Listen to demands of world's peoples

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Now let me turn to the biggest peace and security [challenge] in the world, the crisis in Syria. Well over 100,000 people have been killed. Well over 7 million people — a third of the total population — have fled their homes. Families are under siege. Cities and towns lie in rubble. The economy is in ruins. Communities, once alive with a blend of traditions and faiths, have been torn apart.

The region is being dangerously destabilized. We have seen the worst chemical weapons attack on civilians in a quarter century.

A lost generation of young people now fills refugee camps. Who among us can say that they, and their mothers and fathers, are wrong to feel abandoned by the international community?

We face a moment of reckoning. The Syrian Government must fully and quickly honour the obligations it has assumed in acceding to the Chemical Weapons Convention. The international community must bring to justice the perpetrators of the use of chemical weapons in Syria — confirmed unequivocally by the UN investigation mission. The international community must also, with equal determination, ensure the safeguarding and destruction of Syria’s chemical weapons stockpiles and programmes.

But we can hardly be satisfied with destroying chemical weapons while the wider war is still destroying all of Syria. The vast majority of the killing and atrocities have been carried out with conventional weapons. I appeal to all States to stop fuelling the bloodshed and to end the arms flows to all the parties.

I look forward to the imminent adoption of an enforceable and binding Security Council resolution on chemical weapons. This should be followed immediately by humanitarian action. United Nations human rights monitors could play a useful role in reporting and deterring further violations.

I call on the Syrian Government and the opposition to uphold their obligations under international humanitarian and human rights law. They must lift all obstacles to humanitarian access, and end the unconscionable targeting of medical facilities and personnel. They must release the thousands of men, women and children whose detention has no basis in international law.

Full accountability for serious international crimes is also vital — either through referral to the International Criminal Court or by other means consistent with international law. The response to the heinous use of chemical weapons has created diplomatic momentum — the first signs of unity in far too long. Now we must build on it to get the parties to the negotiating table.

I have been consistently saying that military victory is an illusion. The only answer is a political settlement. I appeal to the Government of Syria and the opposition — and, Excellencies, I appeal to all those in this hall with influence over them — to make the Geneva II conference happen as soon as possible. It is time to end the killing, and to reach the peace the Syrian people need and deserve.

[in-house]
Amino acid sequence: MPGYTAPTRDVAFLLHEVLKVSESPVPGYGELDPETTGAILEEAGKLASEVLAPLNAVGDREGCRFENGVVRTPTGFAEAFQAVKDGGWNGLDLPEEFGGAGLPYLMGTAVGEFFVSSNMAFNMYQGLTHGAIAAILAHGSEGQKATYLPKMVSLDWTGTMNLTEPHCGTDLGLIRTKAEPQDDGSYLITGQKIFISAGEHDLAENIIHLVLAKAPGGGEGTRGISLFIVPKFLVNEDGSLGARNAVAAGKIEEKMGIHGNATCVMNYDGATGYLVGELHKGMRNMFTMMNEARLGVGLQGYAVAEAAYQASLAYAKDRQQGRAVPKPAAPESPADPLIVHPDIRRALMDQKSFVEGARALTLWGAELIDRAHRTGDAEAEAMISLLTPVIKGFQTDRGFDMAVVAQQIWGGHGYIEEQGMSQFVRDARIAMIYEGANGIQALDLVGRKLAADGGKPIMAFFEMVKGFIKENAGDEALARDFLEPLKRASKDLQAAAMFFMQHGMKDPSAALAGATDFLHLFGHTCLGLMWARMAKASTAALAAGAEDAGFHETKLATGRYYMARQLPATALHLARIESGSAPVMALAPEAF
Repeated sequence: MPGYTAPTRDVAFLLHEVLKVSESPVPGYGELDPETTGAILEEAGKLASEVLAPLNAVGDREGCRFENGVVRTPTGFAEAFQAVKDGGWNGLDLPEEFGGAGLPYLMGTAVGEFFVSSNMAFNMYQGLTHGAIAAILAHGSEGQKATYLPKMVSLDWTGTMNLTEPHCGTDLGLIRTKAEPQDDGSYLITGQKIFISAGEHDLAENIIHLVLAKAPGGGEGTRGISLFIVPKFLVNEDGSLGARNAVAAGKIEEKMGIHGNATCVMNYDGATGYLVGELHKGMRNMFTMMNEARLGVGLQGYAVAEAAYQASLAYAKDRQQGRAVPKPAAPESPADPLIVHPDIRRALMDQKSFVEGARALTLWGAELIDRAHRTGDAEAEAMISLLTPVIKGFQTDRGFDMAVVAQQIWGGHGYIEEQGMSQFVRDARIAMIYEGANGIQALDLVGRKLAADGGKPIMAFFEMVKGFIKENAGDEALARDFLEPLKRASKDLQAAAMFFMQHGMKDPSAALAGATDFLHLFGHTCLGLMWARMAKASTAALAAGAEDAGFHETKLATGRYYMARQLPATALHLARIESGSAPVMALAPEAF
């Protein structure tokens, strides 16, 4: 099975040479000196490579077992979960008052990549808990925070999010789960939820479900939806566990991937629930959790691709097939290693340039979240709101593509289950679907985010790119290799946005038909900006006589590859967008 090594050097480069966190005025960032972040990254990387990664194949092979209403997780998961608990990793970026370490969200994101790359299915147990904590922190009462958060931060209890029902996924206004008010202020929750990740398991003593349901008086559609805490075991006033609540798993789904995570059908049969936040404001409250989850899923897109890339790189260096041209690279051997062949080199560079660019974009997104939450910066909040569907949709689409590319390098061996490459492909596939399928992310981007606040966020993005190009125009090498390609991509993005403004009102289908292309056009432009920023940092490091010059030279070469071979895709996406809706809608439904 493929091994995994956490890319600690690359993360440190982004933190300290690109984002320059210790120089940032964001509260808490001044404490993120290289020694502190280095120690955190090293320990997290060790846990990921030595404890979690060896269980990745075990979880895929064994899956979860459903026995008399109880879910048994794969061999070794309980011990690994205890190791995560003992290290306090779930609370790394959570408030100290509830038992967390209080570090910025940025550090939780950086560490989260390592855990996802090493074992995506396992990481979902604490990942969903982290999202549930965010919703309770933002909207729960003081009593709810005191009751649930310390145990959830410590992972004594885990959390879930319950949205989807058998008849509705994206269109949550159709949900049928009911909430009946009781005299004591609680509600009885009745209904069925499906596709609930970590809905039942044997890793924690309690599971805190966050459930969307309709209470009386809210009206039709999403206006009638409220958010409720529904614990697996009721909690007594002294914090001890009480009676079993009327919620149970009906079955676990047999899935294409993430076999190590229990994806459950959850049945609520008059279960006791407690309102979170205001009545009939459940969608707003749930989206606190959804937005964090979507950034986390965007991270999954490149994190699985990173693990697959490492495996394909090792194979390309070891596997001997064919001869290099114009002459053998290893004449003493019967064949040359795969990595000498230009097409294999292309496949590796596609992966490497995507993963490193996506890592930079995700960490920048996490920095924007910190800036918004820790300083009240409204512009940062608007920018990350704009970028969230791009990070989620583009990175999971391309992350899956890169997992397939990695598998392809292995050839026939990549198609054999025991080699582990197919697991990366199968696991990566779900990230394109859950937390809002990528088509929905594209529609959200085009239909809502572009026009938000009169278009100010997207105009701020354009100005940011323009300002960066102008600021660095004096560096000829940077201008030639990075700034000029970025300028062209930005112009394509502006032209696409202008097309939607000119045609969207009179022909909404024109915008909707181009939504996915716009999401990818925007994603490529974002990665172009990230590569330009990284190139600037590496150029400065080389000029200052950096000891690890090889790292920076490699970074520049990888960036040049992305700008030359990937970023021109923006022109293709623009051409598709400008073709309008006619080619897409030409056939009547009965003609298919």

Lifting our sights from Syria, we can see tremendous stress and upheaval across the region. Historic transitions have stumbled or slowed. Springs of inspiration are giving way to winters of disillusionment. The challenges are immense: building democracy and pluralistic dialogue; dousing the flames of sectarianism; filling the security vacuum after the iron grip of dictators is gone.

But this story is still being written. We must do our utmost to help these reforms succeed. We must seize potential openings and respond to declarations of goodwill. Each nation will chart its own course. We cannot be complacent where there is backsliding, but rather insist on respect for universal values: human rights, tolerance and political inclusion. These are the foundations of peace and prosperity.

I welcome the re-engagement of Israelis and Palestinians in direct negotiations, and the bold diplomacy that made this possible. If we are serious about achieving a two-State solution, then we must recognize that the window is closing fast. I urge the parties to show leadership — and a sense of the long-term interests of their peoples and the region. I am going to convene the Quartet principals meeting later this week here in New York to lend our strong support to this ongoing Middle East peace process.

Looking beyond the Middle East and North Africa, I see Africans writing a new narrative of dynamism, democracy and sustained, impressive economic growth. Political progress in Somalia, credible elections in Mali, more robust peacekeeping in the Democratic Republic of the Congo and a new framework of hope for the Great Lakes region — these are gains to build on.

At the same time, the misery and volatility in the Sahel continues. There has been a breakdown in law and order in the Central African Republic. Millions of people are cut off from assistance and face abuse. Yet like the humanitarian appeal for Syria, our call for help for the Central African Republic is woefully underfunded. And in the past week alone, in appalling attacks in Kenya, Iraq and Pakistan, we have been given grim reminders about the ability of terrorists to cause havoc and harm.

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